Histone Deacetylase 6 and the Disease Mechanisms of α-Synucleinopathies
- Department of Neurology, Medical University of Innsbruck, Innsbruck, Austria
The abnormal accumulation of α-Synuclein (α-Syn) is a prominent pathological feature in a group of diseases called α-Synucleinopathies, such as Parkinson’s disease, dementia with Lewy bodies (DLB), and multiple system atrophy (MSA). The formation of Lewy bodies (LBs) and glial cytoplasmic inclusions (GCIs) in neurons and oligodendrocytes, respectively, is highly investigated. However, the molecular mechanisms behind α-Syn improper folding and aggregation remain unclear. Histone deacetylase 6 (HDAC6) is a Class II deacetylase, containing two active catalytic domains and a ubiquitin-binding domain. The properties of HDAC6 and its exclusive cytoplasmic localization allow HDAC6 to modulate the microtubule dynamics, acting as a specific α-tubulin deacetylase. Also, HDAC6 can bind ubiquitinated proteins, facilitating the formation of the aggresome, a cellular defense mechanism to cope with higher levels of misfolded proteins. Several studies report that the aggresome shares similarities in size and composition with LBs and GCIs. HDAC6 is found to co-localize with α-Syn in neurons and in oligodendrocytes, together with other aggresome-related proteins. The involvement of HDAC6 in several neurodegenerative diseases is already under discussion, however, the results obtained by modulating HDAC6 activity are not entirely conclusive. The main goal of this review is to summarize and critically discuss previous in vitro and in vivo data regarding the specific role of HDAC6 in the context of α-Syn accumulation and protein aggregation in α-Synucleinopathies.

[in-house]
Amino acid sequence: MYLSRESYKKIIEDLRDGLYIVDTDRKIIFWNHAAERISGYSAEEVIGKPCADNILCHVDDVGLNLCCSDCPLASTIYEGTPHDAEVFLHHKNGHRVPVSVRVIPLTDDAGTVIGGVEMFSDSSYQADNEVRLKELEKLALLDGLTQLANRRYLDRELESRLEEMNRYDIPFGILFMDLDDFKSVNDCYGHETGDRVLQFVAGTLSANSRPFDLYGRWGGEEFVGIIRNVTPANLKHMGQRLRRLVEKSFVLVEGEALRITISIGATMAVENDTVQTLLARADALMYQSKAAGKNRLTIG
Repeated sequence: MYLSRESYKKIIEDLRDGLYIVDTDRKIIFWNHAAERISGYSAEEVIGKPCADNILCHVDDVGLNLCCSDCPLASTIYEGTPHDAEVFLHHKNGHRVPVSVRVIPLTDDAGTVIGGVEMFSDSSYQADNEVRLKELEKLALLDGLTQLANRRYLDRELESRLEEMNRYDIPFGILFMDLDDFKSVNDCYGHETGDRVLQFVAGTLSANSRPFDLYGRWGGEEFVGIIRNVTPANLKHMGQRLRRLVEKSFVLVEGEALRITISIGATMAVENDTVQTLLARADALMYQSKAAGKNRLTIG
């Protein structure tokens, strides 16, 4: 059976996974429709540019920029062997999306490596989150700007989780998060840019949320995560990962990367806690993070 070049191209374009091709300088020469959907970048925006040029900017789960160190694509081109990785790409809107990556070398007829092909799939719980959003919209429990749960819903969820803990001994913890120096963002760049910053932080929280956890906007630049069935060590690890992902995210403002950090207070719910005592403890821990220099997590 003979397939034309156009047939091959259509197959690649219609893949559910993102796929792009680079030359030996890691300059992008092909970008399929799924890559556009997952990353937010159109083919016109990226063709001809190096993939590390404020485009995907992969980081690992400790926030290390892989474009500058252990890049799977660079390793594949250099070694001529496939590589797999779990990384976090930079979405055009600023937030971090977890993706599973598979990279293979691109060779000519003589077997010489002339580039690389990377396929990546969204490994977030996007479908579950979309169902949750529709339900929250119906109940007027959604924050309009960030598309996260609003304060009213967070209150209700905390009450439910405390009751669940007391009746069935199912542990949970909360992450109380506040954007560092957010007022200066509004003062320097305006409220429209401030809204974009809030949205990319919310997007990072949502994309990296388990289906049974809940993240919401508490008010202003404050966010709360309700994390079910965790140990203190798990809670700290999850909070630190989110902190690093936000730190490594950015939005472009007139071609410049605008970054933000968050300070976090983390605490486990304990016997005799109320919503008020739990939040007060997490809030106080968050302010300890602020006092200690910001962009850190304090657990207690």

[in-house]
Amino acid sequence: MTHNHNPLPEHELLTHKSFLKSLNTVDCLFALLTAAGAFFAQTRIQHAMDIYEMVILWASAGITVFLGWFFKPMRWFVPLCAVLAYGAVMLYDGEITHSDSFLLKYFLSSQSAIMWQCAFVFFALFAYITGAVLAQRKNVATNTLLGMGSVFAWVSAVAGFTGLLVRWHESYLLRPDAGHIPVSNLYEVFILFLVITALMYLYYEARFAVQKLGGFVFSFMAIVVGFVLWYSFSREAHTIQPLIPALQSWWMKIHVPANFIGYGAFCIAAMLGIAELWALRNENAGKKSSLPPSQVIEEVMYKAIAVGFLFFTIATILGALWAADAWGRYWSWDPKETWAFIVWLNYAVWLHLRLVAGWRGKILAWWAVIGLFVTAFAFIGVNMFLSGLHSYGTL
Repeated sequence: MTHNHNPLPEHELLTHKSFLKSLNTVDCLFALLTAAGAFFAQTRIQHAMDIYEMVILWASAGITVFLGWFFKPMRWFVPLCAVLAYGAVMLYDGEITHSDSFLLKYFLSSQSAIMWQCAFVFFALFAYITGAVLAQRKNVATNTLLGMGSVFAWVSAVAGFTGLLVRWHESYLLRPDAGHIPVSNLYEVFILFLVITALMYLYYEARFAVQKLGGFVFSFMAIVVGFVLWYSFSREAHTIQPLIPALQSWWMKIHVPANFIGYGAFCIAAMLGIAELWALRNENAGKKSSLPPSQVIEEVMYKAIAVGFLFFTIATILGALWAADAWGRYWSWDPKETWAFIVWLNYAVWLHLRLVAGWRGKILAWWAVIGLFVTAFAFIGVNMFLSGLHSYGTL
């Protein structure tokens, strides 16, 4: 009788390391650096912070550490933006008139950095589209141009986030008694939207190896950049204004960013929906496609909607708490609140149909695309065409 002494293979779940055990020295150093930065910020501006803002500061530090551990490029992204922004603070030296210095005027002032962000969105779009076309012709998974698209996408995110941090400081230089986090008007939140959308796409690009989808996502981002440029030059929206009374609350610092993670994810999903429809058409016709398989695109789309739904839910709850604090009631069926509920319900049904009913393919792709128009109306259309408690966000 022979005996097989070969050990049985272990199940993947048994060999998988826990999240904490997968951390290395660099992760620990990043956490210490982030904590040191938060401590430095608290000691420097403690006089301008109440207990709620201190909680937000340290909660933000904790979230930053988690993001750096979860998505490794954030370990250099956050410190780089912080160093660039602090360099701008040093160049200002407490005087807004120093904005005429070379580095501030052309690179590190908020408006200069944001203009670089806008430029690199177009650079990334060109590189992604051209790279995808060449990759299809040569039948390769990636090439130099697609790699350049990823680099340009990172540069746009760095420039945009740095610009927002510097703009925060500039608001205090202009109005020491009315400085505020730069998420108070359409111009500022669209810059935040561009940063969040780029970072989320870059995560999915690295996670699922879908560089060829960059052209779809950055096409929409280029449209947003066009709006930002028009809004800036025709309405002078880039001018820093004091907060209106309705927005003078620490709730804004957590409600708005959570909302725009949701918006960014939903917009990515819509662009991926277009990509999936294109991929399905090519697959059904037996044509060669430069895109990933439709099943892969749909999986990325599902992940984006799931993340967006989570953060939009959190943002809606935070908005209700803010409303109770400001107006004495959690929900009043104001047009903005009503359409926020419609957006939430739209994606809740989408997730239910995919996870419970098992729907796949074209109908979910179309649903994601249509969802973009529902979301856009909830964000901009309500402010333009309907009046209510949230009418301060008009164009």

Protein misfolding and consequent accumulation is a biological process that has been intensively studied for many years. To perform their function within the cell, the newly synthesized proteins must achieve the proper conformation in a three-dimensional structure. However, due to disturbances in the folding process, such as environmental insults or genetic mutations, certain proteins may fail to achieve the native conformation (Balchin et al., 2016). Through a mechanism that is still not well understood, those proteins can undergo a process of misfolding and aggregation, leading to the formation of neurotoxic inclusions, a feature of age-related neurodegenerative diseases (Ross and Poirier, 2004; Sweeney et al., 2017; Soto and Pritzkow, 2018).
In this review article, we focus exclusively on the process of α-synuclein (α-Syn) accumulation and aggregation, the pathological hallmark of a group of diseases like Parkinson’s disease (PD), multiple system atrophy (MSA) and dementia with Lewy bodies (DLB), commonly known as α-Synucleinopathies (Duda et al., 2000; Goedert et al., 2017). To date, it is well-accepted that α-Syn is the major component of pathological aggregates, such as Lewy bodies (LBs), Lewy neurites (LNs), and glial cytoplasmic inclusions (GCIs; Spillantini and Goedert, 2000; Visanji et al., 2019). It is believed that these protein inclusions play a central role in the progression of the disease, contributing to neuronal dysfunction, neuroinflammation, and neurodegeneration (Vekrellis et al., 2011; Uchihara and Giasson, 2016). However, the molecular mechanisms involved in the formation of such inclusions are not fully understood.